On the first day of the Teen Habits program, I hand kids a pencil and tell them it’s their magic wand. Wave it around—imagine you’re 40 years old. What does your life look like? What are your dreams?
Through this exercise, I’ve learned that many kids don’t feel listened to. They don’t have the support to reach for their goals and many don’t even have the confidence to dream. As Idahoans work together to improve education, that should be on our minds.
Education is ripe for change, but for that to happen we need to get fired up. We need tables turned over. Idaho is on the threshold of creating something great through our young people. Private industry, the education sector and the Idaho community are joining their voices to say we want to fix this.
At youth leadership training, we ask kids to list 10 talents or skills they offer. But one time, a 16-year-old boy turned in a blank paper. This smart, athletic, handsome young man who spoke three different languages said, “I’m not good at anything.” He, like so many kids, doesn’t have any vision, ideals or goals because there is no one to encourage him or offer feedback. No one is telling him he can.
Teachers should not have to bear the full weight of educating and inspiring our children. Learning is limitless. It happens on the car ride home from school, at the kitchen table, on the playground and during the summer. Every member of the community can take part in improving a child’s view of themselves.
I know this first hand because I struggled through school as a kid. Being labeled “dumb” by your peers, other parents and teachers was a major obstacle. I wasn’t dumb or a bad kid — I just had a different way of learning.
Back in 2008, I was honored as Idaho’s Small Business Person of the Year and got to visit the White House for it. When I was there, I couldn’t help but think about all the obstacles I’d conquered and felt proud. But I also felt like I wasn’t finished. It was time to take my experiences and offer kids the encouragement I never had. That’s why we created Teen Habits.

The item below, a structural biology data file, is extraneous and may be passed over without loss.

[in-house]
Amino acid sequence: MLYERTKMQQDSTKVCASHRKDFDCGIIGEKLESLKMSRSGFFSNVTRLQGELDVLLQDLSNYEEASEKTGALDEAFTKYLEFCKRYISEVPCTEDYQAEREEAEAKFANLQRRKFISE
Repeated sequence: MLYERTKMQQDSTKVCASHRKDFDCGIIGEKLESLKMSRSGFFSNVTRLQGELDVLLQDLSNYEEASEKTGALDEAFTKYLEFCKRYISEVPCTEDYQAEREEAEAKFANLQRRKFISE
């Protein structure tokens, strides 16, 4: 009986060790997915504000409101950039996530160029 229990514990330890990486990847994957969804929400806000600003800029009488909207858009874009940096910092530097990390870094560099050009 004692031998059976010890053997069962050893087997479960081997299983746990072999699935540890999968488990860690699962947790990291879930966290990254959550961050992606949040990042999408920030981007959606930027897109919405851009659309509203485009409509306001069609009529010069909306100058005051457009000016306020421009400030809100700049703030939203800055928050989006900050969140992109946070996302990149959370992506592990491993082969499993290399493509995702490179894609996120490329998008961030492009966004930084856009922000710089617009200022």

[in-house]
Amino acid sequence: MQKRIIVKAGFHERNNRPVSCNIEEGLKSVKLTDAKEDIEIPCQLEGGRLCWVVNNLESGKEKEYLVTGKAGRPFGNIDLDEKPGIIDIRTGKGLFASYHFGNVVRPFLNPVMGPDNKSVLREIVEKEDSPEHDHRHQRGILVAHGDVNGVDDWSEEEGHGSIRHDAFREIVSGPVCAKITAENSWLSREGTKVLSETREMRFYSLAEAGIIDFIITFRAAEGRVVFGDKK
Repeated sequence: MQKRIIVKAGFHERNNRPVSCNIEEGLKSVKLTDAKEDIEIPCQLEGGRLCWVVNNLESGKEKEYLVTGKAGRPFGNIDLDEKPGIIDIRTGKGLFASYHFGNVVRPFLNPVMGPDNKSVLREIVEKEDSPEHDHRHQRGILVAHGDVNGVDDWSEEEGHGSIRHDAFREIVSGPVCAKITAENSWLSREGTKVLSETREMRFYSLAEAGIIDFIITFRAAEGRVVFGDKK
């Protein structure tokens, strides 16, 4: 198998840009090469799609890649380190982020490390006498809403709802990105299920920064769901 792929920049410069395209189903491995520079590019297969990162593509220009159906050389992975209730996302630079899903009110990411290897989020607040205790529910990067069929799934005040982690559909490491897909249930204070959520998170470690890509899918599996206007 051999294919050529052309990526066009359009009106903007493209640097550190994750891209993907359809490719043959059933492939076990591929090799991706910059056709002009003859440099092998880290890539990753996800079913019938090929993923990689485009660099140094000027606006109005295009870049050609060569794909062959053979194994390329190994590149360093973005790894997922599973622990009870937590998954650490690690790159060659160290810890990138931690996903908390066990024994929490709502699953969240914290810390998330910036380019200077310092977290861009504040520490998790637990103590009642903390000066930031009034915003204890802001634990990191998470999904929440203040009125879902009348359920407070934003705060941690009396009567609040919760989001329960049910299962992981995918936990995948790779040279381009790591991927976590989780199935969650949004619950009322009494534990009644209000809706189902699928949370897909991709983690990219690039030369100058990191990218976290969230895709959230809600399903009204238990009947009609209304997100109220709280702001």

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Teen Habits uses Covey’s Seven Habits of Highly Effective Teens and proven business management principles as a guide for kids to recognize and reach their potential. My theory is, if these principles are so important when we become grown-ups, why can’t we learn and use them as kids?
Creating this program is not a career move. I don’t seek to have my name on a building — I want to see a kid writing in his journal that through our work, he was inspired to reach for his dreams.
We need to work together to move youth forward and help kids become the best version of themselves.
I am proud to support a movement like Don’t Fail Idaho that is helping all Idahoans share ideas about education improvement. This includes involving students who want to share ideas. They should be a voice in this change.
Our kids are smart. They learn in different ways and require some passionate leaders to help them understand their goals and guide them along a path. Let’s work together to make sure all of our students succeed in reaching for their dreams.